The Book of the Sevens

7.3 Upacālā Therī

An evil guy tries to start a flirtatious debate to provoke this bhikkhuni out of her peaceful meditation, but she shuts down his argument.

Satimatī cakkhumatī,
bhikkhunī bhāvitindriyā;
Paṭivijjhi padaṁ santaṁ,

“Mindful, with vision
A bhikkhuni of developed faculties
I broke through to that peaceful state
Not embraced by immoral men.”  

[Māra interrupted this bhikkhuni’s reverie1Nothing in the poem identifies the speaker, other than the pejorative “pāpima” (vocative masculine s. or nt. s.) meaning evil one or evil-doer, which certainly could apply to some human men; tradition holds that it was Mara himself. In a similar poem in the Saṁyutta Nikaya, Māra approached to inquire, “What don’t you approve of?” When the bhikkhuni answered that she disapproves of birth, he responded with this challenge. SN5.6.]  

Kiṁ nu jātiṁ na rocesi,
jāto kāmāni bhuñjati;
Bhuñjāhi kāmaratiyo,
māhu pacchānutāpinī”.

“Why don’t you approve of birth?
One who’s born gets to enjoy sensual pleasures.
Enjoy the delights of the senses!
Don’t [miss out and] later regret it.” 2It seems that FOMO (fear of missing out) may have been as potent back then as it is today.

Jātassa maraṇaṁ hoti,
hatthapādāna chedanaṁ;
jāto dukkhaṁ nigacchati.

“For the born there is death!
Hand & foot severed
Execution, bondage, calamity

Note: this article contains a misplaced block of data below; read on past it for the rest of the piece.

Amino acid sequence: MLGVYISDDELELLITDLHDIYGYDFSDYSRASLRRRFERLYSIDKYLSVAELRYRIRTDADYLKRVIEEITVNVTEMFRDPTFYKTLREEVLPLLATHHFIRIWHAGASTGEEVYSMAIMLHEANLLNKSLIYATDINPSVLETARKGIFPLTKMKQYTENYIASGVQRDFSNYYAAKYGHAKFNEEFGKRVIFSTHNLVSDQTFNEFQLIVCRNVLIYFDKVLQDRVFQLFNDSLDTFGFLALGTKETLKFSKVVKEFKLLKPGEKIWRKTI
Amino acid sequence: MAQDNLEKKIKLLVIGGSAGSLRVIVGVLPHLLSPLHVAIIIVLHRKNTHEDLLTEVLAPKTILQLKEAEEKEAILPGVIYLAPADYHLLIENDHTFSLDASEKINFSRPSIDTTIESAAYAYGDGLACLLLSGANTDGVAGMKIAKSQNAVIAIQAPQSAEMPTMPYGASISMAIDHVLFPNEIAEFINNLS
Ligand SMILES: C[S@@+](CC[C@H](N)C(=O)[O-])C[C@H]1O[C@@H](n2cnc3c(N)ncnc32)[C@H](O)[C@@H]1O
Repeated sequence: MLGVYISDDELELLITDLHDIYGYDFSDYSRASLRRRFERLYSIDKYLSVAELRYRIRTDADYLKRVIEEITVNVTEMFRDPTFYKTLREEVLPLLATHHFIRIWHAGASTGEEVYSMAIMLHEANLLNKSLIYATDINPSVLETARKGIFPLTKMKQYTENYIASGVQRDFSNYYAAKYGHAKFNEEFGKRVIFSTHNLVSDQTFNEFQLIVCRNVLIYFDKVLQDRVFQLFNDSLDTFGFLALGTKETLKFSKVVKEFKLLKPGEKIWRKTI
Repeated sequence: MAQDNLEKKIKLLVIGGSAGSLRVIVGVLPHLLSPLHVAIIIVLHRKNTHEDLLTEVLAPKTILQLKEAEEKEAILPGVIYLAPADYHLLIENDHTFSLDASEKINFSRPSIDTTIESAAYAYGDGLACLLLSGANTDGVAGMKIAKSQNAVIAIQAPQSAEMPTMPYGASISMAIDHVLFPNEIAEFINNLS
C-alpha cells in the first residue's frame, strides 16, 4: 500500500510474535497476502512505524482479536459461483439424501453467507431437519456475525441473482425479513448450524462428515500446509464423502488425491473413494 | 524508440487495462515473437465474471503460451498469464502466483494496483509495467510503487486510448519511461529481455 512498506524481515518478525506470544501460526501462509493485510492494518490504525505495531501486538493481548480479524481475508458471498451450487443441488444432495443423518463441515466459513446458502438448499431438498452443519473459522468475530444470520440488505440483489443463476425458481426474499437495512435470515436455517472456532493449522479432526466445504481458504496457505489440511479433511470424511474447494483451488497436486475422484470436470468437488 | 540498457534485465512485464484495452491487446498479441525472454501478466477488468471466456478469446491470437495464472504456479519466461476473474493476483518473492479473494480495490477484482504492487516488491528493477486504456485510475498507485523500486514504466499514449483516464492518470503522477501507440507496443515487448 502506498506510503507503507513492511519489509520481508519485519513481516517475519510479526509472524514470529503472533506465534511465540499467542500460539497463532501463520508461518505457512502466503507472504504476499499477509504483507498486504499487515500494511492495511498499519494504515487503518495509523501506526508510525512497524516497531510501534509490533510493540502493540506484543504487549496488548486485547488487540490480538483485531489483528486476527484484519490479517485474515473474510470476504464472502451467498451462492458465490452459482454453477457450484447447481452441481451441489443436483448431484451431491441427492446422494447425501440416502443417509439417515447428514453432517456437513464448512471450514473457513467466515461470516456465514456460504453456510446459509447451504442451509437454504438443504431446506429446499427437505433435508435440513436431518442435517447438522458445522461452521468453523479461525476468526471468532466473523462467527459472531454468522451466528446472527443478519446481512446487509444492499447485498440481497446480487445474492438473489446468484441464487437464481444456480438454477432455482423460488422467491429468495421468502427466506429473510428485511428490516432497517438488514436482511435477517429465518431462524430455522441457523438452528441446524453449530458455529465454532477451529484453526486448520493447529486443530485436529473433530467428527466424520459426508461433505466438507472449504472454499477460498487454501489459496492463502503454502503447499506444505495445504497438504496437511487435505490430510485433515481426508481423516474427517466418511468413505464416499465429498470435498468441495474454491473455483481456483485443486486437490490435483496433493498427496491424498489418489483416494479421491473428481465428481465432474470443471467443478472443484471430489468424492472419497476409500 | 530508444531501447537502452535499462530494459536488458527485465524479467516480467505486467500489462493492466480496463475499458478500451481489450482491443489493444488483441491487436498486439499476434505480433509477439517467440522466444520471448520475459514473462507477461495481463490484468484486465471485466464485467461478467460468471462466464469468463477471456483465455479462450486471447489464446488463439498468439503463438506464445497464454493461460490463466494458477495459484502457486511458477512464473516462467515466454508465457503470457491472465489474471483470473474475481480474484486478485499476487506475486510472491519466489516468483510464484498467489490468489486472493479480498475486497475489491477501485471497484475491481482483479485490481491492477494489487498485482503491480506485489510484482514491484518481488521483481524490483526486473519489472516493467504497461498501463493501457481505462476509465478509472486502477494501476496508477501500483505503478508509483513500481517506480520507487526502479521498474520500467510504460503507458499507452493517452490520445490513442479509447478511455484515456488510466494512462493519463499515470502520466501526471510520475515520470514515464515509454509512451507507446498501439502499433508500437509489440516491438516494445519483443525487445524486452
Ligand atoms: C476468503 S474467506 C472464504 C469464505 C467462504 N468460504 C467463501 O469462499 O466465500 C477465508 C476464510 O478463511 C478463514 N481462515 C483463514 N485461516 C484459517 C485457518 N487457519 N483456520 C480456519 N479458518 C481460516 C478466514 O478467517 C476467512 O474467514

The born descends to suffering.

Atthi sakyakule jāto,
sambuddho aparājito;
So me dhammamadesesi,
jātiyā samatikkamaṁ.

[But] there exists, born to the Sakyans,
The rightly Awakened, incomparable;
He taught me the Dhamma
For overcoming birth:

Dukkhaṁ dukkhasamuppādaṁ,
dukkhassa ca atikkamaṁ;
Ariyaṁ caṭṭhaṅgikaṁ maggaṁ,

Suffering, suffering’s origin,
Suffering’s transcendence, and
The noble eightfold path
That leads to the stilling of suffering.3I.e. The four noble truths

Tassāhaṁ vacanaṁ sutvā,
vihariṁ sāsane ratā;
Tisso vijjā anuppattā,
kataṁ buddhassa sāsanaṁ.

On hearing his words
I lived delighting in his teaching
Attained is the Triple Knowledge
Done is the Buddha’s teaching

Sabbattha vihatā nandī,
tamokhandho padālito;
Evaṁ jānāhi pāpima,
nihato tvamasi antaka”.

Enjoyment killed at every level
The mass of darkness destroyed;
You see, evil-doer
You’re defeated, death-maker.”

Sattakanipāto niṭṭhito.
The Book of the Sevens is finished.

Note: This and the adjacent poems loosely match some stanzas of the conversations with Māra at SN 5.6, 5.7, 5.8, but with the names switched around. According to tradition all three, Cālā, Upacālā and Sīsūpacālā, were sisters of the greatest monk, Ven. Sāriputta.

Please see the short essay Knowing Māra.